Operating Segments
 
Segment revenue and profit information and additional financial data and commentary on recent financial results for operating segments are provided in the Segment Operations section in Part II, Item 7. “Management’s Discussion and Analysis of Financial Condition and Results of Operations” and in Note 27 to the consolidated financial statements in Part II, Item 8. “Financial Statements and Supplementary Data” of this Form 10-K Report.

Operating businesses that are reported as segments include Power & Water, Oil & Gas, Energy Management, Aviation, Healthcare, Transportation, Appliances & Lighting and GE Capital. Net earnings of GECC and the effect of transactions between segments are eliminated to arrive at total consolidated data. A summary description of each of our operating segments follows. We also continue our longstanding practice of providing supplemental information about the businesses within GE Capital.

Power & Water
 
Power & Water (16.9%, 19.3% and 17.5% of consolidated revenues in 2013, 2012 and 2011, respectively) is a leader in the field of development, implementation and improvement of products and technologies that harness resources such as wind, oil, gas and water to produce electric power.

Our operations are located in North America, Europe, Asia, South America, Africa and the Middle East.
 
 
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Power & Water serves power generation, industrial, government and other customers worldwide with products and services related to energy production. We sell gas turbines and generators that are used principally in power plants for generation of electricity and for industrial cogeneration and mechanical drive applications. We are a leading provider of Integrated Gasification Combined Cycle (IGCC) systems. By converting coal and other hydrocarbons into synthetic gas that is used as the primary fuel for gas turbines in combined-cycle systems, fewer air pollutants are produced compared with traditional pulverized coal power plants. We sell steam turbines and generators to the electric utility industry and to private industrial customers for cogeneration applications. We offer wind turbines as part of our renewable energy portfolio. We also sell aircraft engine derivatives for use as industrial power sources. Nuclear reactors, fuel and support services for both new and installed boiling water reactors are offered through joint ventures with Hitachi and Toshiba. We provide our customers with solutions to meet their needs through a broad portfolio of aftermarket services, including equipment upgrades, long-term maintenance service agreements, repairs, equipment installation, remote monitoring, performance testing and diagnostics, asset management and performance optimization tools and Dry Low NOx (DLN) tuning. We continue to invest in advanced technology development that will provide more value to our customers and more efficient solutions that comply with today’s strict environmental regulations.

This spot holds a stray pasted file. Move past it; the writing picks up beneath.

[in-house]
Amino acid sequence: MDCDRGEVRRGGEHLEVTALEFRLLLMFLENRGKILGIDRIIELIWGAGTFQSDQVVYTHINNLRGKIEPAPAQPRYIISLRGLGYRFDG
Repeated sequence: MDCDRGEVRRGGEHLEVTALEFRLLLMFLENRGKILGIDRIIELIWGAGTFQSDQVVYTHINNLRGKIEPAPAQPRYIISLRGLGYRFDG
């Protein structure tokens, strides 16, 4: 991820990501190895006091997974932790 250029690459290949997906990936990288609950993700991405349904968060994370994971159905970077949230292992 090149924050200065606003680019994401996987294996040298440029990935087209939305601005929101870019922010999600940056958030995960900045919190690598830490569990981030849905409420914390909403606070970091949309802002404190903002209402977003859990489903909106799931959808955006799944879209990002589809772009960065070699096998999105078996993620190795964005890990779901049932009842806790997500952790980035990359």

Power & Water also offers water treatment solutions for industrial and municipal water systems including the supply and related services of specialty chemicals, water purification systems, pumps, valves, filters and fluid handling equipment for improving the performance of water, wastewater and process systems, including mobile treatment systems and desalination processes.